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Lazaro Gamio / Axios

President Trump is so unhappy with Attorney General Jeff Sessions that he has raised the possibility of bringing back Rudolph Giuliani to head the Justice Department, according to West Wing confidants.

  • In internal conversations, Trump has recently pondered the idea of nominating Giuliani, a stalwart of his campaign.
  • Even before last week's blast at Sessions in a New York Times interview, Trump had expressed fury at Sessions — also one of the first prominent Republicans to back the Trump campaign — for recusing himself from the Russia investigation.
  • And in a Monday morning tweet, Trump referred to "our beleaguered A.G." not investigating Hillary Clinton.

Our thought bubble: Trump often muses about possible personnel moves that he never makes, sometimes just to gauge the listener's reaction. So the Giuliani balloon may go nowhere.

As Axios reported Saturday, Newt Gingrich — who also went all-in with the Trump campaign — may take a more visible, frequent role as a defender as Trump girds for battle with special counsel Bob Mueller.

Giuliani would have a tough time getting 50 Republicans senators to vote to confirm him. He was such an early and ardent Trump backer that he wouldn't be seen as an independent guardian of the department in these tumultuous times.

In fact, the nomination could be seen as Trump throwing gasoline on a fire. And Giuliani's stop-and-frisk police policy as New York mayor, and clients since then, also would be controversial with many senators.

Nevertheless, the leaks about Giuliani and Gingrich are revealing in four ways:

  • Trump wants to surround himself with enablers and junkyard dogs, as we saw with the selection of the pugilistic Anthony Scaramucci as White House communications director.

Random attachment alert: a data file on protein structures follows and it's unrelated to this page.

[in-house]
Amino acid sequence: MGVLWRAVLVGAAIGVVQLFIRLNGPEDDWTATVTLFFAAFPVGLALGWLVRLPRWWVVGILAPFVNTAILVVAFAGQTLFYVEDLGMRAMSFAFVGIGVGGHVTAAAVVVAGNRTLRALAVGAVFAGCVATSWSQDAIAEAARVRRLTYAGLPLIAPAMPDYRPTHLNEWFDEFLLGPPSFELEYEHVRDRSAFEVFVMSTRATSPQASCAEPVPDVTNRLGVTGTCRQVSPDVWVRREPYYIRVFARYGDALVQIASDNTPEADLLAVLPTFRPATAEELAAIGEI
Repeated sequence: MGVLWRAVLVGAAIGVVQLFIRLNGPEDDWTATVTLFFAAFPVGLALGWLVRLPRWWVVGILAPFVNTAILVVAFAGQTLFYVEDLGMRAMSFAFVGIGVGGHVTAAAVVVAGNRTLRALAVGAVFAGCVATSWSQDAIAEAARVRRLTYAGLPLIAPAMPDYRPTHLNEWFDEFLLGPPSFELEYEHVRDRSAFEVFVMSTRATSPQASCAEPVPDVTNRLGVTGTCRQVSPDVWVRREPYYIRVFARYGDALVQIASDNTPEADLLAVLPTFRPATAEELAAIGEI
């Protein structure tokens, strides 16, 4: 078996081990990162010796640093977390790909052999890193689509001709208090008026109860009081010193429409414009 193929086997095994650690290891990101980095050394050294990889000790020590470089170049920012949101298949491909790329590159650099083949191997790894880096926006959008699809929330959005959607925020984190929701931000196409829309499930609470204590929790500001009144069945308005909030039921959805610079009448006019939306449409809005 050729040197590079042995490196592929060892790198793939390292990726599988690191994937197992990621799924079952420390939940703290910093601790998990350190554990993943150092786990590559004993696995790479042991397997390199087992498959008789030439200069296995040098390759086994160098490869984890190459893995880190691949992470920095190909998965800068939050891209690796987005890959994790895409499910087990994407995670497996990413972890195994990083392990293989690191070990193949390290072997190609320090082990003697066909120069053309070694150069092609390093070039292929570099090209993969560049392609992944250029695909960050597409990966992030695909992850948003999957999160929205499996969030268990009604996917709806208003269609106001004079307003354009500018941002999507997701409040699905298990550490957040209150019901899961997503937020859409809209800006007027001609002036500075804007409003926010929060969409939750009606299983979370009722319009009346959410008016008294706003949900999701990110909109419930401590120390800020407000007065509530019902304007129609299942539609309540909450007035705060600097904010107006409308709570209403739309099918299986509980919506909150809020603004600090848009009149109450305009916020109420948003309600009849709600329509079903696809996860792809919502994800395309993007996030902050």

• Presidents like the personnel equivalent of comfort food — people with whom they have a long, happy history. Presidents often find they can only really trust people they knew before they took office, since it's hard to trust new people at the pinnacle of power.
  • Rudy and Newt were both overlooked in the first round of administration picks. By reviving some of his original band members, he's able to blame other people for his problems.
  • And the West Wing conversations show that Trump originals can always come back. Paging Chris Christie!
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Go deeper

The ransomware pandemic

Illustration: Aïda Amer/Axios

"We are on the cusp of a global pandemic," said Christopher Krebs, the first director of the Cybersecurity and Infrastructure Security Agency, in Congressional testimony last week. The virus causing the pandemic isn't biological, however. It's software.

Why it matters: Crippling a major U.S. oil pipeline this weekend initially looked like an act of war — but it's now looking like an increasingly normal crime, bought off-the-shelf from a "ransomware as a service" provider known as DarkSide.

Hollywood's wakeup call

Illustration: Sarah Grillo/Axios

Decades of failures around diversity and inclusion finally caught up with Hollywood Monday, when NBC made the unprecedented decision not to air the Golden Globes next year following backlash against the group that hosts the show.

Why it matters: NBC has been airing the event exclusively for decades. Its decision to pull back speaks to how big the backlash against the Hollywood Foreign Press Association (HFPA) has become.

Erica Pandey, author of @Work
55 mins ago - Health

There's a frenzy for summer school, but it may not be enough

Illustration: Annelise Capossela/Axios

Kids across the country have fallen behind after more than a year of interrupted, unstable and inequitable virtual school. And they'll need to go to summer school to catch up.

Yes, but: It's not that easy. Kids are demoralized, teachers are exhausted, and it'll take more than one summer to fix the pandemic's damage.

You’ve caught up. Now what?

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